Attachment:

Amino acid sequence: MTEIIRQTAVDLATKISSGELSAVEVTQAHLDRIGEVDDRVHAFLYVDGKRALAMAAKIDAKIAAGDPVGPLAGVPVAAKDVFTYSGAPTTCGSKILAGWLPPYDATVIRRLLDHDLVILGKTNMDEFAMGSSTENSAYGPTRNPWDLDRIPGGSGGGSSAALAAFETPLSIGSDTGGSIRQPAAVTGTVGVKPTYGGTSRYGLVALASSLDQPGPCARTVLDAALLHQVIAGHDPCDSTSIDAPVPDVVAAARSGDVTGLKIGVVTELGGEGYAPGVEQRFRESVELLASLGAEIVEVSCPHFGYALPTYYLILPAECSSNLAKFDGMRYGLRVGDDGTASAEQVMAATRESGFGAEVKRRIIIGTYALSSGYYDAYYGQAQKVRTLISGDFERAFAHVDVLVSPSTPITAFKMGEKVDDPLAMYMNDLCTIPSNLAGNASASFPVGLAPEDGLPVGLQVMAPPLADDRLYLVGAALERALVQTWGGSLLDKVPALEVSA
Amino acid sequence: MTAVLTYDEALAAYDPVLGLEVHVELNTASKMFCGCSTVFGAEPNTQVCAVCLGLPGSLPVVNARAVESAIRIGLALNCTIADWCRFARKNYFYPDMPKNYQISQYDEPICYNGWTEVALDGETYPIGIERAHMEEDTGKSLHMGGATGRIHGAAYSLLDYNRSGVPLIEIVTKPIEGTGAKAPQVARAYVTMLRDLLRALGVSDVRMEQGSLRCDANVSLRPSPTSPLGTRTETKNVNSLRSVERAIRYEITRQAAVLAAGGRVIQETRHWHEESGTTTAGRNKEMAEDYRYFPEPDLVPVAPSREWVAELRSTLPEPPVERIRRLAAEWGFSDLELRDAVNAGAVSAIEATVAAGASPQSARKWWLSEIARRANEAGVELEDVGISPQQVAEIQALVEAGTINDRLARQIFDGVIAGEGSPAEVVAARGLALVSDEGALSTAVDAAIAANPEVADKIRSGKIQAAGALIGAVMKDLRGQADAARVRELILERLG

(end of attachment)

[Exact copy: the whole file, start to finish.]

Amino acid sequence: MTEIIRQTAVDLATKISSGELSAVEVTQAHLDRIGEVDDRVHAFLYVDGKRALAMAAKIDAKIAAGDPVGPLAGVPVAAKDVFTYSGAPTTCGSKILAGWLPPYDATVIRRLLDHDLVILGKTNMDEFAMGSSTENSAYGPTRNPWDLDRIPGGSGGGSSAALAAFETPLSIGSDTGGSIRQPAAVTGTVGVKPTYGGTSRYGLVALASSLDQPGPCARTVLDAALLHQVIAGHDPCDSTSIDAPVPDVVAAARSGDVTGLKIGVVTELGGEGYAPGVEQRFRESVELLASLGAEIVEVSCPHFGYALPTYYLILPAECSSNLAKFDGMRYGLRVGDDGTASAEQVMAATRESGFGAEVKRRIIIGTYALSSGYYDAYYGQAQKVRTLISGDFERAFAHVDVLVSPSTPITAFKMGEKVDDPLAMYMNDLCTIPSNLAGNASASFPVGLAPEDGLPVGLQVMAPPLADDRLYLVGAALERALVQTWGGSLLDKVPALEVSA
Amino acid sequence: MTAVLTYDEALAAYDPVLGLEVHVELNTASKMFCGCSTVFGAEPNTQVCAVCLGLPGSLPVVNARAVESAIRIGLALNCTIADWCRFARKNYFYPDMPKNYQISQYDEPICYNGWTEVALDGETYPIGIERAHMEEDTGKSLHMGGATGRIHGAAYSLLDYNRSGVPLIEIVTKPIEGTGAKAPQVARAYVTMLRDLLRALGVSDVRMEQGSLRCDANVSLRPSPTSPLGTRTETKNVNSLRSVERAIRYEITRQAAVLAAGGRVIQETRHWHEESGTTTAGRNKEMAEDYRYFPEPDLVPVAPSREWVAELRSTLPEPPVERIRRLAAEWGFSDLELRDAVNAGAVSAIEATVAAGASPQSARKWWLSEIARRANEAGVELEDVGISPQQVAEIQALVEAGTINDRLARQIFDGVIAGEGSPAEVVAARGLALVSDEGALSTAVDAAIAANPEVADKIRSGKIQAAGALIGAVMKDLRGQADAARVRELILERLG